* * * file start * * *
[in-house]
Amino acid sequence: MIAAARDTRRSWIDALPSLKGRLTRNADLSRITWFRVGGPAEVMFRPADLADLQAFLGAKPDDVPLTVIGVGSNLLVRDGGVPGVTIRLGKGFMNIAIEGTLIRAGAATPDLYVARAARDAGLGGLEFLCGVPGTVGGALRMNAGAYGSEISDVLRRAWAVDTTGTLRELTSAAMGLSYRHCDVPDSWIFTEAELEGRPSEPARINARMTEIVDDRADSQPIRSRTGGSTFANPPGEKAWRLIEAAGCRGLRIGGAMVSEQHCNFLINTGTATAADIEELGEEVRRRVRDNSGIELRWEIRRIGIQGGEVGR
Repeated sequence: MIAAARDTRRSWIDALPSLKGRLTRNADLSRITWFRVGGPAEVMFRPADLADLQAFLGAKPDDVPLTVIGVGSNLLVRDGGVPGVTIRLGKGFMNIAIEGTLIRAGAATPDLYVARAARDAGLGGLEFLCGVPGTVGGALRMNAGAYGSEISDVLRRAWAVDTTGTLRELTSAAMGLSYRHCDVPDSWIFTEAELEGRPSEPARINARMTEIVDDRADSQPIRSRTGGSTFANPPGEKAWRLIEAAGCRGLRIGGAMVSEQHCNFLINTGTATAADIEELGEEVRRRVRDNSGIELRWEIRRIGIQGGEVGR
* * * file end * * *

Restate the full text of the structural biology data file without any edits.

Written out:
[in-house]
Amino acid sequence: MIAAARDTRRSWIDALPSLKGRLTRNADLSRITWFRVGGPAEVMFRPADLADLQAFLGAKPDDVPLTVIGVGSNLLVRDGGVPGVTIRLGKGFMNIAIEGTLIRAGAATPDLYVARAARDAGLGGLEFLCGVPGTVGGALRMNAGAYGSEISDVLRRAWAVDTTGTLRELTSAAMGLSYRHCDVPDSWIFTEAELEGRPSEPARINARMTEIVDDRADSQPIRSRTGGSTFANPPGEKAWRLIEAAGCRGLRIGGAMVSEQHCNFLINTGTATAADIEELGEEVRRRVRDNSGIELRWEIRRIGIQGGEVGR
Repeated sequence: MIAAARDTRRSWIDALPSLKGRLTRNADLSRITWFRVGGPAEVMFRPADLADLQAFLGAKPDDVPLTVIGVGSNLLVRDGGVPGVTIRLGKGFMNIAIEGTLIRAGAATPDLYVARAARDAGLGGLEFLCGVPGTVGGALRMNAGAYGSEISDVLRRAWAVDTTGTLRELTSAAMGLSYRHCDVPDSWIFTEAELEGRPSEPARINARMTEIVDDRADSQPIRSRTGGSTFANPPGEKAWRLIEAAGCRGLRIGGAMVSEQHCNFLINTGTATAADIEELGEEVRRRVRDNSGIELRWEIRRIGIQGGEVGR